An increase in the load causes a movement of the chassis and thus a rotation of the anti-roll bar. This movement is transmitted to the Height Corrector control rod which is therefore twisted, and puts a continuous load on the Height Corrector Control Rod.

The slide-valve is therefore pushed in to the "inlet " position.

Now the amount of fluid between the diaphragm and the piston is increased and the chassis rises. This movement reverses the movement of the anti-roll bar. The load imposed on the slide-valve by the control rod ceases ant it returns to the "cut-off " position. 'The return to the "cut-off" position is rapid, because the slide-valve does not offer any resistance in this direction. The chassis returns to its normal height again.

If the static load is decreased the operations are similar, but the directions of movement are reversed.

Let us now take an example of a dynamic change of load.

  • The movements only last for a very short period of time, the height correction system does not operate.
    In effect, the time of Height Corrector response makes the Height Corrector control rod absorb the movements of the anti-roll bar by virtue of its torsional flexibility.

3)

Manual Height Control :

A manual control is provided to override the normal operation of the slide valves and allows the driver to select 5 different positions.

  • "Normal" : This is the normal operating position.
  •  "High " or "Low " : two extreme positions.
  •  Two positions intermediate between "Normal" and "High".

Operation.

The explanation is given showing the rear Height Corrector, but applies equally to the front.

Selection of an intermediate position from " Normal".

The movement of the manual control lever from the " Normal " position to one of the two intermediate positions moves the rear linkage rod (1). 'As this rod moves it acts upon the torsion rod (2) which is located in two brackets fixed to the chassis.

The rod (3), the lever (4) and consequently the slide valve are moved towards the front.

The suspension cylinders are connected to the source of high pressure. The amount of fluid in the rear suspension units is increased.

The car "rises". This "rise " causes the anti-roll bar to rotate, which transmits its movement to the Height Corrector control rod (5) which twists and exerts a continuous pull on the Height Corrector slide-valve, this pull opposes the action of the manual height control.

When the load exerted by the control rod (5) becomes equal to the load exerted by the torsion rod (2), the slide-valve is no longer held in and returns to its "cut-off" position. The suspension cylinders are cut-off from the source of pressure and from the "exhaust" position, the car stabilises.

The pressure existing in the suspension cylinders is the same as when the car is in the "Normal" position, only the volume of fluid has changed.

Selection of " High" or "Low" from "Normal".

The movement of the manual control lever to one or other of these positions exerts a load on the Height Corrector slide-valve by way of the rods and levers, so that the valve is held in the "Inlet" or " Exhaust" positions. The volume of fluid increases or decreases accordingly. The vehicle rises or falls. These movements of the car cause opposite movements of the anti-roll bar which try to cancel the effect of the initial load acting on the Height Corrector slide-valve by the control rod (5). Equilibrium cannot be established because the load created by the control rod (5) is always less than that created by the torsion rod (2). The Height Corrector slide-valve is held in the "Inlet" or "Exhaust" positions. The pressure in the suspension cylinders is either maximum or nil. The chassis rests against the rubber limit stops.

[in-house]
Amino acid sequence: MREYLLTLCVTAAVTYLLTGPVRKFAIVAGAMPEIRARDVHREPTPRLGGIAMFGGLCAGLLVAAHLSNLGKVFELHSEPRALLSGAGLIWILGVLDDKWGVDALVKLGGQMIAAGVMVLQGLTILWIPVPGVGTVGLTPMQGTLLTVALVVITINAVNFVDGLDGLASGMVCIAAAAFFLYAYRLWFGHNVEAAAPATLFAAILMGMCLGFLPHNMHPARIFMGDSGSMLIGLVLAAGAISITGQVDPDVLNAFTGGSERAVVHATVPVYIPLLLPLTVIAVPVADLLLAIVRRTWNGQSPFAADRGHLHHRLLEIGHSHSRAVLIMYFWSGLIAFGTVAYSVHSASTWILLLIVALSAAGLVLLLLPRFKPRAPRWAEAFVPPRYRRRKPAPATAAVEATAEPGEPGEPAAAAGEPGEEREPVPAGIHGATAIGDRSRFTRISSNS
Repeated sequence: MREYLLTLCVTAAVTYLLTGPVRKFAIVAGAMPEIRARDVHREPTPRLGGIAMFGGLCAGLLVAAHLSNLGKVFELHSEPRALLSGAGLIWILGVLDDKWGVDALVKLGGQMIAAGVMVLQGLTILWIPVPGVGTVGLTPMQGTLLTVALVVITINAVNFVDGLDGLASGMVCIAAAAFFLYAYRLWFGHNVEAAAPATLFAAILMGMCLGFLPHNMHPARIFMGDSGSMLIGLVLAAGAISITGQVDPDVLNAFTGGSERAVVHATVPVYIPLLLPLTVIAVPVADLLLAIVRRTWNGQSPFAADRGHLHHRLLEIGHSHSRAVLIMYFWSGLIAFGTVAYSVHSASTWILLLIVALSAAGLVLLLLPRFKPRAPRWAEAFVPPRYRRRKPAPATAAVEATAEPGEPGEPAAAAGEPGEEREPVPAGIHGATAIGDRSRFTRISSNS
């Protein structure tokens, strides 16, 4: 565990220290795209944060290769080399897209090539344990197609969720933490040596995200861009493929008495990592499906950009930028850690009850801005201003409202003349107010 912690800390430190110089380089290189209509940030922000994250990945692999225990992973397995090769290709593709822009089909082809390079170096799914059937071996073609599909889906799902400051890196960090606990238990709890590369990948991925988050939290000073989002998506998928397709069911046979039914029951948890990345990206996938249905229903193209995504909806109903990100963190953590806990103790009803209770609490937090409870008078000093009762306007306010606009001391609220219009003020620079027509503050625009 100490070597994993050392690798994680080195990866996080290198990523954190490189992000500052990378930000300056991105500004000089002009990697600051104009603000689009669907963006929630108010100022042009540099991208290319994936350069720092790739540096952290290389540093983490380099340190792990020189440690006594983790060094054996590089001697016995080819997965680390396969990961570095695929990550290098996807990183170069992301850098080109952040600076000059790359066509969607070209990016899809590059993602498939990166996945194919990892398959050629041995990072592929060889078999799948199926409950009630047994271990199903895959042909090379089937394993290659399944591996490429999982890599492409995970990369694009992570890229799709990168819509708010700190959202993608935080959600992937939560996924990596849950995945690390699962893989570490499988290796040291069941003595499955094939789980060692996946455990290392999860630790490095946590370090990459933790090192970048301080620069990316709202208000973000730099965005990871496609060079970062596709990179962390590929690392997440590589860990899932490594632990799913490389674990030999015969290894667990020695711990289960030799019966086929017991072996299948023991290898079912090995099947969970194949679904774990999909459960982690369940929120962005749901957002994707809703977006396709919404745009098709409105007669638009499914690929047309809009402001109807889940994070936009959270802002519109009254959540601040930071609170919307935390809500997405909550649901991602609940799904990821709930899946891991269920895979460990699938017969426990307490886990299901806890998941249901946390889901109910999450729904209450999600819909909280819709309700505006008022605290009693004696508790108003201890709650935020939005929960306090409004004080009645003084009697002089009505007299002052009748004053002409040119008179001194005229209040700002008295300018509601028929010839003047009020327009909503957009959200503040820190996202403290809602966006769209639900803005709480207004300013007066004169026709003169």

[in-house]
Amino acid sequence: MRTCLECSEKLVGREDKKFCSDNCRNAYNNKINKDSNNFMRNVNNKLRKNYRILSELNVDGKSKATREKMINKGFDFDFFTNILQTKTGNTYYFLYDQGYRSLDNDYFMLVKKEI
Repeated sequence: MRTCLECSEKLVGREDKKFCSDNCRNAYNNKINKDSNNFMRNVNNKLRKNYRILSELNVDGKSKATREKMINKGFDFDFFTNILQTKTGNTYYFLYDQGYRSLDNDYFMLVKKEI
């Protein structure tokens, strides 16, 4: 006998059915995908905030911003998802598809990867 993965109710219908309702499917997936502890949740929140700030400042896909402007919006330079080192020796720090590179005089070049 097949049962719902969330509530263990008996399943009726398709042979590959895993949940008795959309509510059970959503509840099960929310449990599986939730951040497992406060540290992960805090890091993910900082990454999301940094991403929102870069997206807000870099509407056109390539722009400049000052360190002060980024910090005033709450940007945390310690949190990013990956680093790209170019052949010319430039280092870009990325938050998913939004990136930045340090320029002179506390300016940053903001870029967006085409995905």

4)

Distribution and Isolation of Pressure  :
a) Pressure Distributor Block ; All D models up to Sept. 1967, except ID 19 B (DV).

  • The Pressure Distributor Block is a 3-way union which allows pressure to be distributed to the front and rear suspensions. It contains two non-return valves which isolate the suspension from the source of pressure when this is not under pressure.
  • On vehicles with hydraulic gearchange, the pressure distributor block (above) has two non-return valves which have different spring-calibrations. The front valve opens when the pressure reaches 7 bars (100 psi), but the rear valve docs not open until the pressure reaches 35 bars, (500 psi).
  • The initial inflation pressure of the front suspension spheres being 59 bars, (850 psi) and that of the rears 26 bars (370 psi) ; as a result, the fluid from the Source of Pressure first feeds the rear suspension, but only once the pressure has reached 35 bars (500 psi). This pressure of 35 bars (500 psi) is still insufficient to make the front of the vehicle rise, but is enough to ensure de-clutching wich is the aim of the arrangement.
  • On vehicles with mechanical gearchange, the two valves of the pressure distributor block are both similarly calibrated at 7 bars (100 psi).

 

b) Priority Valve : All D models from Sept. 1967 except ID 19B and ID 20 (DV and DT).

  • The Priority Valve has four ports, two of which (feeds to front rear height correctors) are closed by a slide valve when there is no pressure in the system.
  • When pressure is building up in the system priority is given Co feeding the front brakes.
  • When the pressure is sufficient (110 - 130 bars) to overcome the pressure of the slide-valve return spring, it is moved across and opens the supply to the front and rear Height Correctors.
  • Any seepage between the slide valve and the body of the priority Valve is collected and returned to the reservoir.
  • The valve plays a safety role : its slide-valve isolates the suspension circuits from the source of pressure.

c)

Security Valve : ID19 B (DV) and ID20 (DT)

See chapter 6. (Brakes).


VI - IDENTIFICATION OF PARTS

1) Suspension Spheres :
All the suspension spheres are of exactly the same size. The numbers stamped on the heads of the filler screws enable the spheres to be easily identified. (The numbers correspond to the initial inflation pressure).
  • Front Spheres, all models 59 (bars)
  • Rear Spheres, saloons      26 (bars)
  • Rear Spheres, Estates      37 (bars)
2) Suspension Spheres :
Three types of cylinders :
  • Front Cylinders, all models  35 mm located by screws
  • Rear Cylinders, saloons      35 mm located by a plate
  • Rear Cylinders, Estates       40 mm located by a plate
3) Dampers :
  • Since September 1965, the dampers are modified. They are identifiable by a radius, (instead of a sharp corner) machined on the head of the retaining nuts, on the cylinder end (nut marked).
4) Height Correctors :
  • These are identical front and rear, on all models.
5) Pressure Distributor Blocks : two types :
  • For vehicles with mechanical gearchange : may be fitted either way round.
  • For vehicles with hydraulic gearchange : must be fitted with the larger of the two caps at the end feeding the tear suspension.